If you have a new account but are having problems posting or verifying your account, please email us on [email protected] for help. Thanks :)
Hello All, This is just a friendly reminder to read the Forum Charter where you wish to post before posting in it. :)
Hi all, The AutoSave Draft feature is now disabled across the site. The decision to disable the feature was made via a poll last year. The delay in putting it in place was due to a bug/update issue. This should serve as a reminder to manually save your drafts if you wish to keep them. Thanks, The Boards Team.
Hello all! This is just a quick reminder to ensure that you are posting a new thread or question in the appropriate forum. The Feedback forum is overwhelmed with questions that are having to be moved elsewhere.

Growing your own trees from nuts

  • 14-01-2023 2:24pm
    Moderators, Society & Culture Moderators Posts: 12,283 Mod ✭✭✭✭ blue5000

    I tried growing my own trees a few times, sometimes it works and more times it doesn’t. Planted a few in pots last autumn and today I have a nice walnut and a nice oak on the windowsill. Anyone else here growing their own? Any tips?

    If the seat's wet, sit on yer hat, a cool head is better than a wet ar5e.


  • Registered Users Posts: 64 ✭✭ accidental forester

    I'll preface this with the fact that it's my wife that's "the Grower of Trees" in our household, so I'm only passing along some of her info. You're on a good start. First thing, they should be outside. Their makeup is expecting any conditions that our weather will throw at them. Trees, especially oaks, need deep pots. Yogurt pots are a good start if they have plenty of drainage holes. I'd suggest more soil/compost, probably right up to the rim. Place the seed at a depth of approx. equal to the length of the seed. Acorns in particular need to be fresh, cracked or old ones are unlikely to thrive. My wife uses a mix of soil, leaf mould, and compost but basic soil and compost is fine, the seed contains the all the nutrients the new tree needs to start. When roots start to appear out of the drainage holes, it's time to re-pot or place in a nursery bed to grow on. Good luck with your new trees!

  • Moderators, Society & Culture Moderators Posts: 12,283 Mod ✭✭✭✭ blue5000

    Bit chilly outside this morning though. The walnut only germinated a month ago. Thanks for all the info, will re pot them soon into something bigger.

    If the seat's wet, sit on yer hat, a cool head is better than a wet ar5e.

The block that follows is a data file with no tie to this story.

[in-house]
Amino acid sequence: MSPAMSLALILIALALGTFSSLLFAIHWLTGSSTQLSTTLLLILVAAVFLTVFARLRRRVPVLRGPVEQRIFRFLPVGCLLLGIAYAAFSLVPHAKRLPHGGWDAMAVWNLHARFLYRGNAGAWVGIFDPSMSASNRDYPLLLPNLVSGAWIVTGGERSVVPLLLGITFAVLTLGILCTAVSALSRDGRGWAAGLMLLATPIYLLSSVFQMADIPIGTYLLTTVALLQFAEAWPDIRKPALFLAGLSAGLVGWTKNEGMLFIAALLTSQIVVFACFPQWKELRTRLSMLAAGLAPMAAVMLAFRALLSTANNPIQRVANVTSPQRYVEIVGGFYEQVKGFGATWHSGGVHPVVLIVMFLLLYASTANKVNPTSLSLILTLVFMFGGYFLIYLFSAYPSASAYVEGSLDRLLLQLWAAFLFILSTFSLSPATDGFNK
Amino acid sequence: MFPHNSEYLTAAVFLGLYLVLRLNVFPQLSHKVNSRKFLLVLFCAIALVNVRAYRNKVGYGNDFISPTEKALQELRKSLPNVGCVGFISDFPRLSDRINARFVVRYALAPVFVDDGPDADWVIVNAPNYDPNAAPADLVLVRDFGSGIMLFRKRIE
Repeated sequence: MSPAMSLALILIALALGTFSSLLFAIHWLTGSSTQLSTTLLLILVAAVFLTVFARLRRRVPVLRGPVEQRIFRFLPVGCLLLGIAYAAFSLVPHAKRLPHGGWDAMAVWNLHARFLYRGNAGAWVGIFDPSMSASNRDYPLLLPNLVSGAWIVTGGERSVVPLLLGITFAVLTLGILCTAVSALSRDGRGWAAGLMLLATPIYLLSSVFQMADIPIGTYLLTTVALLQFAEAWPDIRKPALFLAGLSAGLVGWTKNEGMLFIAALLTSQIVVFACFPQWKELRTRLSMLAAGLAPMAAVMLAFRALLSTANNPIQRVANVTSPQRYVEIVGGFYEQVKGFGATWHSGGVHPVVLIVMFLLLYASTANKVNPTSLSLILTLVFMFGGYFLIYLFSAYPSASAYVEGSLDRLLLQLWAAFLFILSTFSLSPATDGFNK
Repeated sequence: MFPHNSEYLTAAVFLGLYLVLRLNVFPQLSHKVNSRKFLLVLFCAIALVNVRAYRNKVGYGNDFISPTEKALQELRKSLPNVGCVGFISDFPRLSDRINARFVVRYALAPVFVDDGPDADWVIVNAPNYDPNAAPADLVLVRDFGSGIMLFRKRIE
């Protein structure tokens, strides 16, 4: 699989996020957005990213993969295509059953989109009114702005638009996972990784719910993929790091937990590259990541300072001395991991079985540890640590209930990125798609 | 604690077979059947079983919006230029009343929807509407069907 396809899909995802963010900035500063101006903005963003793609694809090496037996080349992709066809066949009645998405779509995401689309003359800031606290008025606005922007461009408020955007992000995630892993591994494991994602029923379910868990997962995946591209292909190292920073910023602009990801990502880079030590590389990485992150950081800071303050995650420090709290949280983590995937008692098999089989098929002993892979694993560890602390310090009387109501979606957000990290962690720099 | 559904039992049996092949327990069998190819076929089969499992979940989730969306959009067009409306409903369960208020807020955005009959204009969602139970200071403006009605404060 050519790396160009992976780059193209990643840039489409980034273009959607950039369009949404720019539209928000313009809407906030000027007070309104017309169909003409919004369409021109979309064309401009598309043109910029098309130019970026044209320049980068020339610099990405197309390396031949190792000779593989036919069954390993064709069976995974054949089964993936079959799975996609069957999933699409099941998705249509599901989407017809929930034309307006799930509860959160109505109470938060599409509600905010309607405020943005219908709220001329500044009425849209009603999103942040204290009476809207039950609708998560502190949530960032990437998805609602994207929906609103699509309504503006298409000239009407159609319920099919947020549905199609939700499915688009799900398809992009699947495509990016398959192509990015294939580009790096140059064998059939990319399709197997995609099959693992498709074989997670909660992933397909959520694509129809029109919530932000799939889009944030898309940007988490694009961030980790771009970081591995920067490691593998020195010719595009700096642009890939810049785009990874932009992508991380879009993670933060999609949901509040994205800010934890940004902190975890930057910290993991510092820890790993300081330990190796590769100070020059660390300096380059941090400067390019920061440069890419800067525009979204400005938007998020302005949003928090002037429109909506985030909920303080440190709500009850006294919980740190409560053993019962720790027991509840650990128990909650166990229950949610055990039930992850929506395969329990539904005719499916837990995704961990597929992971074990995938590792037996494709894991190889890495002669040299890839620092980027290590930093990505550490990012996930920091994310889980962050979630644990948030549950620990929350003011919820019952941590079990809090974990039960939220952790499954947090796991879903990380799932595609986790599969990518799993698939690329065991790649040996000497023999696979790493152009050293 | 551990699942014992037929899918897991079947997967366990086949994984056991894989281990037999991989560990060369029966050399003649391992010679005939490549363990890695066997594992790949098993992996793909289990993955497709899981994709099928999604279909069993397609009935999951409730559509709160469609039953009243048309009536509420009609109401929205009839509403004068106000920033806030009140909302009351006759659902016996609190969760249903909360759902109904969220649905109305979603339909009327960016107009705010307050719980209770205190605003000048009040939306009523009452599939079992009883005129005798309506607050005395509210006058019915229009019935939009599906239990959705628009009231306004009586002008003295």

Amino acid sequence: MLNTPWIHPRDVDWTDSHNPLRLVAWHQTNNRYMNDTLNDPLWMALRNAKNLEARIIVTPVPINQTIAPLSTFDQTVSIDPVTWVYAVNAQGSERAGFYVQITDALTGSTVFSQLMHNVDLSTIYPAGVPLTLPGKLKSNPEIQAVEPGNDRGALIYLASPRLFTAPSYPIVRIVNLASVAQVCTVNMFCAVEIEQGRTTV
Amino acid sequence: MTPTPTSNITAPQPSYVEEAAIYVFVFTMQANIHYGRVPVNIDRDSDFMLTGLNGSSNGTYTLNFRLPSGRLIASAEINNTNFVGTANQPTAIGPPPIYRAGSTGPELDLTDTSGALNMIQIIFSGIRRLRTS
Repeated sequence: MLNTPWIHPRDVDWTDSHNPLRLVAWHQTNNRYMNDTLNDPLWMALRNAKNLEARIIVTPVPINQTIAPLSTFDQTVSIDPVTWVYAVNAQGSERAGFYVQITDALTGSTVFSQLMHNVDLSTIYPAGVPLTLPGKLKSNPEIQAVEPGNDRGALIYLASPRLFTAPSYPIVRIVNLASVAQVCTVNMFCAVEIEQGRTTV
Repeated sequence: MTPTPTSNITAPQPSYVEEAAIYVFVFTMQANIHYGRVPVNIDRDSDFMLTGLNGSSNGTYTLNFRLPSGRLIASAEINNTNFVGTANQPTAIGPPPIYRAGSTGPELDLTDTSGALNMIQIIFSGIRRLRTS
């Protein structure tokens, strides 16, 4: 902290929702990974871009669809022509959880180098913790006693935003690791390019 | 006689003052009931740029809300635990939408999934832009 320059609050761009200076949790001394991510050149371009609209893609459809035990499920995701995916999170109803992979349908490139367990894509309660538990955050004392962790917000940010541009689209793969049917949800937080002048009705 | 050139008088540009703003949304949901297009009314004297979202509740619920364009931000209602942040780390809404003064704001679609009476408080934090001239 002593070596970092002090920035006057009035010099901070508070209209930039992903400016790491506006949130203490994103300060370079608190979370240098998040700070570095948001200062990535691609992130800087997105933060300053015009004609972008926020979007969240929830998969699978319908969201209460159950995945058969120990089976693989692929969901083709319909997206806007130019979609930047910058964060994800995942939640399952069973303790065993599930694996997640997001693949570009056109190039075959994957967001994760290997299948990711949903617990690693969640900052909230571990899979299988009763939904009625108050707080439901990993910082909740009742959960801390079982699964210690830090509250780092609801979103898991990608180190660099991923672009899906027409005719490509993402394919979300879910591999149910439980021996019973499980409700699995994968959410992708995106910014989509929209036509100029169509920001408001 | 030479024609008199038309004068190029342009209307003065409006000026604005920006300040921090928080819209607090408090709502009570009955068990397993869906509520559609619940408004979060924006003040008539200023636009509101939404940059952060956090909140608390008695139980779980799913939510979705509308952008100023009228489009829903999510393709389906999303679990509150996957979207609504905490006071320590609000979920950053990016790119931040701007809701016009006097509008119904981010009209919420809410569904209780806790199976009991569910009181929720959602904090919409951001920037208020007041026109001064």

• Registered Users Posts: 64 ✭✭ accidental forester

    One other point: If you have a rooks or crows, they are very liable to dig the seeds out of the pots. At the very least, they'll pull any plant tags out, completely screwing up any idea about what's in the pot. We have a 2" mesh cage over one group of pots and just mesh over another batch.

    You're on to a good thing. It's very satisfying to see trees you started from scratch grow up. We have some oaks that she started from acorns that are over 12 feet tall and now producing their own acorns (although not yet viable).

  • Registered Users Posts: 826 ✭✭✭ gk5000

    Most larger nuts need to be planted fresh - oak, hazel, beech, chestnut, so best straight away after gathering.

    But many seeds have dormancy so shall not grow naturally for several years of specific conditions

    The below gives a link to "Raising trees and shrubs from seed" from the UK Forestry Commission, which is very good and shows how to break dormancy.

    See the appendix on page 23, 24: So for hawthorn, keep it at 8 weeks warm, round 15ºC, followed by 26 weeks cold around 4ºC (fridge).

    Finally - if you want one tree, I would plant at least 10 seedlings, so maybe 20/30 seeds and thin as you go.

  • Registered Users Posts: 826 ✭✭✭ gk5000

    Here's a link to Teasgasc similar to the UK one above, but I haven't read it.

    I put the seeds in small mini pots wrapped in damp tissues, then inside a lunchbox with air holes and keep then in a coolish room for the warm periods or the fridge for cold ones - check once a weeks and remoisten and check for mold.

    Separately if you need heat - don't think its needed for any native trees - you can buy small propagators - like a box with a small heated coil at the bottom.

    Or I made a larger one using old stlyle light bulbs (40W or 100W) in the bottom of a lidl/aldi rack style mini green house - and slabs of insulation on 2 sides - and cover the whole thing at night with an old duvet - all inside a shed.

  • Advertisement
  • Registered Users Posts: 997 ✭✭✭ Deub

    I would love to do this if I had the space to plant them.

    You can plant your oak seedling in a carton milk so the tap root can go down freely.